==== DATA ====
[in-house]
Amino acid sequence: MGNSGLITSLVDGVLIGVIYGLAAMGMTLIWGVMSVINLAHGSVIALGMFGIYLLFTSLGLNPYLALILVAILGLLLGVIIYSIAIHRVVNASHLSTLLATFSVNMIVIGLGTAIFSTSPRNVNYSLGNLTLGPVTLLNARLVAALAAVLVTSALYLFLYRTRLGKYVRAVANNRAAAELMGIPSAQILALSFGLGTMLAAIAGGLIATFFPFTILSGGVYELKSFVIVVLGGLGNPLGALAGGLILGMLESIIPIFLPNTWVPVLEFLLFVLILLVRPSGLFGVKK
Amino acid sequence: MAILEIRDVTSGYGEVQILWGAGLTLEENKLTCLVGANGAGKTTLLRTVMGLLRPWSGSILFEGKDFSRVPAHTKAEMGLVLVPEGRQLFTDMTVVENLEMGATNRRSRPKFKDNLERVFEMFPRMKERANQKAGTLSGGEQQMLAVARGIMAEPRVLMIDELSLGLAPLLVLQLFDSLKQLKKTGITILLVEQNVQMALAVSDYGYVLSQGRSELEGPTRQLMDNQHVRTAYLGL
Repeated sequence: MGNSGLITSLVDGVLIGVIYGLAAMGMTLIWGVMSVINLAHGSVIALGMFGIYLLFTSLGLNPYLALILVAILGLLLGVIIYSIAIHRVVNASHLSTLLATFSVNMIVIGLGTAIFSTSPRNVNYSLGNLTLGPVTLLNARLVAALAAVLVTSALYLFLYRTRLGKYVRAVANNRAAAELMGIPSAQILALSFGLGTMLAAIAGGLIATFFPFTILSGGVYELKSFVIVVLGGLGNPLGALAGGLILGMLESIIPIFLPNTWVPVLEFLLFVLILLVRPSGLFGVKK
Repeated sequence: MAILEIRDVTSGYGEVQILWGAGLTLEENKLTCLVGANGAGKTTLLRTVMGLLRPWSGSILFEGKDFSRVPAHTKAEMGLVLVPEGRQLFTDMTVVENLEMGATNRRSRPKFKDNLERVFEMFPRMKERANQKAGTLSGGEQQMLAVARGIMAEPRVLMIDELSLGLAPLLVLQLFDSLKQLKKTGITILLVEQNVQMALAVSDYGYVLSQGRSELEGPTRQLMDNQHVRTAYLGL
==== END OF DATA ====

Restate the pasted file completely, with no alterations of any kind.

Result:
[in-house]
Amino acid sequence: MGNSGLITSLVDGVLIGVIYGLAAMGMTLIWGVMSVINLAHGSVIALGMFGIYLLFTSLGLNPYLALILVAILGLLLGVIIYSIAIHRVVNASHLSTLLATFSVNMIVIGLGTAIFSTSPRNVNYSLGNLTLGPVTLLNARLVAALAAVLVTSALYLFLYRTRLGKYVRAVANNRAAAELMGIPSAQILALSFGLGTMLAAIAGGLIATFFPFTILSGGVYELKSFVIVVLGGLGNPLGALAGGLILGMLESIIPIFLPNTWVPVLEFLLFVLILLVRPSGLFGVKK
Amino acid sequence: MAILEIRDVTSGYGEVQILWGAGLTLEENKLTCLVGANGAGKTTLLRTVMGLLRPWSGSILFEGKDFSRVPAHTKAEMGLVLVPEGRQLFTDMTVVENLEMGATNRRSRPKFKDNLERVFEMFPRMKERANQKAGTLSGGEQQMLAVARGIMAEPRVLMIDELSLGLAPLLVLQLFDSLKQLKKTGITILLVEQNVQMALAVSDYGYVLSQGRSELEGPTRQLMDNQHVRTAYLGL
Repeated sequence: MGNSGLITSLVDGVLIGVIYGLAAMGMTLIWGVMSVINLAHGSVIALGMFGIYLLFTSLGLNPYLALILVAILGLLLGVIIYSIAIHRVVNASHLSTLLATFSVNMIVIGLGTAIFSTSPRNVNYSLGNLTLGPVTLLNARLVAALAAVLVTSALYLFLYRTRLGKYVRAVANNRAAAELMGIPSAQILALSFGLGTMLAAIAGGLIATFFPFTILSGGVYELKSFVIVVLGGLGNPLGALAGGLILGMLESIIPIFLPNTWVPVLEFLLFVLILLVRPSGLFGVKK
Repeated sequence: MAILEIRDVTSGYGEVQILWGAGLTLEENKLTCLVGANGAGKTTLLRTVMGLLRPWSGSILFEGKDFSRVPAHTKAEMGLVLVPEGRQLFTDMTVVENLEMGATNRRSRPKFKDNLERVFEMFPRMKERANQKAGTLSGGEQQMLAVARGIMAEPRVLMIDELSLGLAPLLVLQLFDSLKQLKKTGITILLVEQNVQMALAVSDYGYVLSQGRSELEGPTRQLMDNQHVRTAYLGL